Cognition and Emotion
Cognition and Emotion is a concise and affordable text with chapters written by important figures within the mood and memory literature. To those familiar with this literature, the book is likely to be a very quick read. The predominant theoretical focus is on Bower's (1981) network model of mood and cognition. This model assumes that mood states influence the accessibility of memories because they are part of a common semantic network. For example, the emotion of sadness would be linked to memories of loss, loneliness, and rejection. As a consequence of these links in semantic memory, temporary feelings of sadness would activate or prime memories related to loss and rejection. In principle, such increased activation would influence cognitive processes related to encoding (i.e., perception, attention, and categorization) as well as those related to memory retrieval and judgment.
Chapters by Eich and Schooler, Bower and Forgas, and Niedenthal and Halberstadt are in part devoted to an assessment of Bower's network model some 20 years after it was proposed. However, these chapters go in a variety of directions. In addition, the chapter by Kihlstrom and colleagues is quite different from the others. For these reasons, it is useful to review each chapter separately.
The chapter by Eich and Schooler is puzzling. It is apparently the authors' intention to both (a) provide an overview of the upcoming chapters and (b) present their own contributions to the literature. However, perhaps because the chapter is relatively short, it did not succeed in either of these aims.
The chapter by Kihlstrom, Mul-vaney, Tobias, and Tobis is particularly wide-ranging, covering historical sources as well as modern ones and touching on topics like amnesia, hypnosis, repression, and pain perception. The central issue is whether a person could experience emotions without being aware of them. Neurologically, such a possibility is not far fetched. For example, Panksepp (1998) has proposed that emotions are the product of subcortical circuits, whereas awareness of emotions is the product of cortical brain areas. As such, dissociations between experience and awareness are quite possible. In clinical research, other authors have proposed that both repression (Shedler, Mayman, & Manis, 1993) and alexithymia (Lane, Ahern, Schwartz, & Kaszniak, 1997) could be associated with a disconnect between experience and awareness. After reviewing the literature, Kihlstrom and colleagues appropriately conclude that the case for unconscious emotion is “not yet convincing” (p. 67). Nevertheless, the chapter is stimulating and thought provoking.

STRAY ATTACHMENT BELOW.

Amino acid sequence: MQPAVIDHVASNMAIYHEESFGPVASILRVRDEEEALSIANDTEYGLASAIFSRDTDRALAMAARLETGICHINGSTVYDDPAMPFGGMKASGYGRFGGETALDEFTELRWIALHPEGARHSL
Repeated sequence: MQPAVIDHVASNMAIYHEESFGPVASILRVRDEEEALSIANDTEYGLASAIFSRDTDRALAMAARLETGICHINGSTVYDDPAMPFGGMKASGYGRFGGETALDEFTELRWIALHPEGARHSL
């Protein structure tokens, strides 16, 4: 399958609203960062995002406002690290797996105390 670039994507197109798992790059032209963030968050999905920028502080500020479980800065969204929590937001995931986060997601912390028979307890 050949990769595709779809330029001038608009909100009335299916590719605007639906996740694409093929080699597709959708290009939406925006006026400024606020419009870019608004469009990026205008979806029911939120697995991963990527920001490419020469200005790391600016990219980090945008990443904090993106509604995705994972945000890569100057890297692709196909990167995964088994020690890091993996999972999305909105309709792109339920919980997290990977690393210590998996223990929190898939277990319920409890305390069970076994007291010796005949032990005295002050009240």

The chapter by Bower and Forgas has two distinct halves. The first half reads like a retrospective assessment of the success of the Bower (1981) model of mood influences on cognition. Because the citations primarily concern papers in the 1980s and early 1990s, one gets the sense that Bower's (1981) model has been somewhat (but not wildly) successful and that active research in this area is dwindling a bit. The second half of the chapter, however, cites mostly more recent papers and presents an optimistic view of the ability of Forgas's (1995) affect infusion model, introduced as an extension of the Bower (1981) model, to explain nearly any pattern of data. The authors are relatively persuasive concerning one of the central predictions of the model, namely, that mood-congruent effects on memory and cognition are more likely to occur when the task involves elaboration than when the task involves direct retrieval from long-term memory. On the other hand, we feel that there are ambiguities related to Forgas's other two processing strategies labeled “heuristic” and “motivated.” The heuristic strategy is one that minimizes the scope of a serious alternative to Bower's (1981) model (Affect as Information, AIM) to hedonically unimportant decisions. However, it is not at all clear that this is justified (Clore & Tamir, 2002). The “motivated” strategy is one that can be invoked, post hoc, to account for failures to obtain mood-congruent memories or judgments. Although the integrative nature of Forgas's (1995) AIM model is admirable, we believe that many ambiguities remain.